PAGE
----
PGL Weekly Update 3-17-23
February still busy for Georgia Ports despite year-over-year, sequential dips
Despite the headwinds of inflation, rising interest rates and high warehouse inventories, the Georgia Ports Authority said it had its second-busiest February ever.
February container volumes totaled nearly 395,000 twenty-foot equivalent units, down from 460,400 TEUs in February 2022 but still 30,400 TEUs higher than pre-pandemic February 2020, GPA said Tuesday.
However, February’s volumes of 394,793 TEUs were also 6% lower than January’s volumes of 421,714 TEUs. January’s volumes also marked a year-over-year decline, with weather and reduced orders in retail and manufacturing contributing to less cargo.
Retail Sales Slip 0.4% in February After January’s Burst
NEW YORK — America’s consumers trimmed their spending in February after a buying burst in January, underscoring the volatility of the economic environment.
The government said March 15 that retail sales slipped 0.4% after jumping a revised 3.2% in January, helped by an increase in auto sales. Retail sales were down in November and December, the critical holiday period.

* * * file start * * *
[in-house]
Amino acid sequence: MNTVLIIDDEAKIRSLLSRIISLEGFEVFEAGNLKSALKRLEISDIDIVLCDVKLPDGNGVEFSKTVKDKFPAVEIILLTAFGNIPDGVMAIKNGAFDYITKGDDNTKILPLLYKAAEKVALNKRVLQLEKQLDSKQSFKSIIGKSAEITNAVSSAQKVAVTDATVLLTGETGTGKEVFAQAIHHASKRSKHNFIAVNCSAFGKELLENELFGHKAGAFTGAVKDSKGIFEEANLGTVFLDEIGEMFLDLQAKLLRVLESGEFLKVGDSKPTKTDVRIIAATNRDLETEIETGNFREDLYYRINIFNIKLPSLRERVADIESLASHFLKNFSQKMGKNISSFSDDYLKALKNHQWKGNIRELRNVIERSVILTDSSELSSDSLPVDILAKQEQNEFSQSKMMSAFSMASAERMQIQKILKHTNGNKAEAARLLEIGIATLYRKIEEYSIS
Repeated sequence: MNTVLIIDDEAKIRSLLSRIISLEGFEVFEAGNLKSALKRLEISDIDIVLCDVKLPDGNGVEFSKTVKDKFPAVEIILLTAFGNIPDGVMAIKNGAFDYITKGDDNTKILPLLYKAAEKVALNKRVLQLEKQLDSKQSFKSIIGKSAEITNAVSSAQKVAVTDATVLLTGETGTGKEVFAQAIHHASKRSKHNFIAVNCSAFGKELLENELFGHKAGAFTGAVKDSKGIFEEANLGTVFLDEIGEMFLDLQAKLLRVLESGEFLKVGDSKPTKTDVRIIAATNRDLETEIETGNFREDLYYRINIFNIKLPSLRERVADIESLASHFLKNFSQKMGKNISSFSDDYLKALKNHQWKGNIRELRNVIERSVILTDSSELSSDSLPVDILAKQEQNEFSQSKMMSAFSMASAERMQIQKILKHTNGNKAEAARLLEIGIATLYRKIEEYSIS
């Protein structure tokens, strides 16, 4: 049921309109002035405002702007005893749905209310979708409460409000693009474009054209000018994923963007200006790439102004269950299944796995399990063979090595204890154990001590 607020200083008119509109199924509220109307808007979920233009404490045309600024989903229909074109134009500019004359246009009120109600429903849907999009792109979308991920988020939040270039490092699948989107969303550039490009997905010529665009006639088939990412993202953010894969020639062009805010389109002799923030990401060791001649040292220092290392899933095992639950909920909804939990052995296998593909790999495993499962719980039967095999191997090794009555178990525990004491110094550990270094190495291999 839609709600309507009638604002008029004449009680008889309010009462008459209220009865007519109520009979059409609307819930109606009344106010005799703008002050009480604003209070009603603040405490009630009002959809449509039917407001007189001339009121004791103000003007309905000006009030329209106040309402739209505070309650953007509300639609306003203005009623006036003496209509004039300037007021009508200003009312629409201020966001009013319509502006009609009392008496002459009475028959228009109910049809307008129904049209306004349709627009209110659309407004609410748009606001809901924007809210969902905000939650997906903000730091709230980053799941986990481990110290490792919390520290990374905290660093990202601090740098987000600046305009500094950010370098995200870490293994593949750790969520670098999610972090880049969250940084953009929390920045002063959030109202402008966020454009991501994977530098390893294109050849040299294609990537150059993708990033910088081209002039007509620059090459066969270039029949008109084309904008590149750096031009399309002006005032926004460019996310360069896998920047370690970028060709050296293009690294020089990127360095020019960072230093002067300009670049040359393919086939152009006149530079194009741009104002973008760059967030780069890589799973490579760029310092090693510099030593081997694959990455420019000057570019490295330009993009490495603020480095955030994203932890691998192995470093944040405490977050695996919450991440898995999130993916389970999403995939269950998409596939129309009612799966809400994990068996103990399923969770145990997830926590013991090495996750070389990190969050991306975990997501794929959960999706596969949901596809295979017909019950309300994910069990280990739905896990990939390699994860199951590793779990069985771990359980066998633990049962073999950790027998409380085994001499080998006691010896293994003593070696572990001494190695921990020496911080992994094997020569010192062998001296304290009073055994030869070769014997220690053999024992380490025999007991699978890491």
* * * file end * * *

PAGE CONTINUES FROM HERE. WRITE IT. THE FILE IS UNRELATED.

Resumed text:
The February retail sales figure was weighed down by a 1.8% drop in auto sales as well as declines at restaurants and stores selling furniture and clothing. Excluding autos, sales slipped 0.1% from January, according to the Commerce Department.
Sales at furniture stores fell 2.5%, while business at restaurants declined 2.2% in February from January. Sales at department stores slid 4%. But shoppers spent more online and at electronics stores, health and beauty stores and food retailers, according to the report.
Trade slows at Port of Long Beach
Cargo moving through the Port of Long Beach slowed in February due to full warehouses, reduced consumer spending, and the closure of east Asian factories during the Lunar New Year holiday.
Dockworkers and terminal operators moved 543,675 twenty-foot equivalent units (TEUs) last month, down 31.7% from February 2022, which was the Port’s busiest February on record. Imports declined 34.7% to 254,970 TEUs and exports decreased 5.9% to 110,919 TEUs. Empty containers moving through the Port were down 38.3% to 177,787 TEUs.
“Trade continues to normalize following the record-breaking cargo numbers we saw at the start of last year,” said Port of Long Beach Executive Director Mario Cordero. “We are investing in infrastructure projects that will keep us competitive as we collaborate with industry stakeholders to focus on trade volume.”
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